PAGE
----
36 Years Since the Massacre, People from Nellie Still Suffering

The CJP Team received information that a large chunk of people in the village of Borbari—where the Nellie Massacre took place in 1983—have been excluded from the final NRC list. CJP’s Assam State Co-ordinator Zamsher Ali along with the CJP team went to visit the village and take stock of the situation. Here is what he had to say:


I’m in the village Borbari, at the Post Office Beltola, Dharamtul Police Station, Morigaon District. I am standing here along with my co-volunteers of CJP, Paulomi Baruah, Nandu Ghosh, Faruk Ahmed, Aftar Ali, and some other friendly volunteers. The village Borbari is famous as the region where, in 1983, more than 1800 people were killed by chauvinist forces during the Assam Movement. I am at the mass grave site where 585 Muslims were buried.


In 1983, maximum minors and women died in the same spot. Still, after 36 years, it is a poor village, mixed populated, where 1330 person are living here as per the Census of India, 2011. Among them, 606 are female, 727 are male, 237 are minors. Its literacy rate is much lesser than the national and Assam average at 66.24%. Total Scheduled Caste population here is 585 persons. Total number of house holds is 252.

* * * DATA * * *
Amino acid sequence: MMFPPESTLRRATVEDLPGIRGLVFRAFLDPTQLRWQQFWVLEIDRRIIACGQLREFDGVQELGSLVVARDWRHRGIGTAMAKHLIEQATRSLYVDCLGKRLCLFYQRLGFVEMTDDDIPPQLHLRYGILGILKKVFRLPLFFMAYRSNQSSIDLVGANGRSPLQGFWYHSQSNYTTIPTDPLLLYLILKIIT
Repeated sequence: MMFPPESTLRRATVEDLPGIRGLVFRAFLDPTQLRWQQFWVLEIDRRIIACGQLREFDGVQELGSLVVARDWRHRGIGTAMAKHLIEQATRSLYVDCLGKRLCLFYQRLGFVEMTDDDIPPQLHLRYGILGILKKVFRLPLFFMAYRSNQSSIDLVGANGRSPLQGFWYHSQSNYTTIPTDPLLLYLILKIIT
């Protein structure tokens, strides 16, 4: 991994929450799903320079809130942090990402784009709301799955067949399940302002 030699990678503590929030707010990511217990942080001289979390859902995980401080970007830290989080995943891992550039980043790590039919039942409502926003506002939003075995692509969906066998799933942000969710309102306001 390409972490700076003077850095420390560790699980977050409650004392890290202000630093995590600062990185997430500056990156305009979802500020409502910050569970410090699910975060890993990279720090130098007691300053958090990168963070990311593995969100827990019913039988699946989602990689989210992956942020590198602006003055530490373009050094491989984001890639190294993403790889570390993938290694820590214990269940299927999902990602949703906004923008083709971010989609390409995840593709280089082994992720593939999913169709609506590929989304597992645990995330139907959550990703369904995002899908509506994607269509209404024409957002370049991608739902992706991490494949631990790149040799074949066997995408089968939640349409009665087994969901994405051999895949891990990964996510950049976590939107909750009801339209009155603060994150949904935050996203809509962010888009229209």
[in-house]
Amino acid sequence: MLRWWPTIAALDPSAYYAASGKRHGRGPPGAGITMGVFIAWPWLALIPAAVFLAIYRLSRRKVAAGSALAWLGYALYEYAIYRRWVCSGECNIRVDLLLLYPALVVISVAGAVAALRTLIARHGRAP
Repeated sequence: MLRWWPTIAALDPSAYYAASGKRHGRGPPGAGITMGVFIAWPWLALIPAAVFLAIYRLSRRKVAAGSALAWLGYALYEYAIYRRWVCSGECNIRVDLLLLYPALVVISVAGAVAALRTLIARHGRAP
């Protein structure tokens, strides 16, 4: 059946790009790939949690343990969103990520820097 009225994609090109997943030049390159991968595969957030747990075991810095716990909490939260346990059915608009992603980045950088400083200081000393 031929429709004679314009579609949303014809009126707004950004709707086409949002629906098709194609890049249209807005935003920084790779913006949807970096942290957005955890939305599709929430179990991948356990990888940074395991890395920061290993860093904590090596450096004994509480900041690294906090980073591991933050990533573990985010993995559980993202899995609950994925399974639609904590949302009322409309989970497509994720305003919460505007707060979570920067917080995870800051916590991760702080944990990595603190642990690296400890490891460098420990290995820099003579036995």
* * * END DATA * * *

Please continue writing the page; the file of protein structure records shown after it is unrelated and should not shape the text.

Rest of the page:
It is astonishing that after the Nellie Massacre in 1983, as Borbari (the larger part of Nellie), where the biggest genocide all over the world witnessed in a single day—in this Borbari village, and other people were checked by various agencies,and it was found that each and every person who died in the massacre was an Indian citizen.


At present, each and every family, cutting across religious lines is having at least one or two persons who are D-Voters or facing Foreigner Tribunal cases. About 150 persons have been declared Indian in this village, but most of them (about 90%) of their names have not been included in the final NRC.

30-40% is facing repeat cases before the Foreigners Tribunal. It is an overwhelming situation. Specifically, there are women who are declared Indian in the case IMDT Case No. 695/2004 (Date of Order: 9/7/2014). In this case, those women were declared Indian but in a case of mistaken identity, several women were detained or declared to be foreigner. One of these women has been in a detention camp for the last three years.

In the family of Ali Hussein, Foreigner Tribunal cases were pursued against his brothers Rahul Amin and Noor Nobi, and his wife Halina Khatoon—all three were declared Indian but subsequently were all out of the final NRC list. It is blind discrimination: not one or two cases, but each and every family who have ties with the black history of Nellie, Borbari are facing FT discrimination.”



Who is An Indian: Voices from Assam

CJP is committed to defending all genuine Indian citizens: Zamser Ali

Politicians must stand up against NRC: TeestaSetalvad




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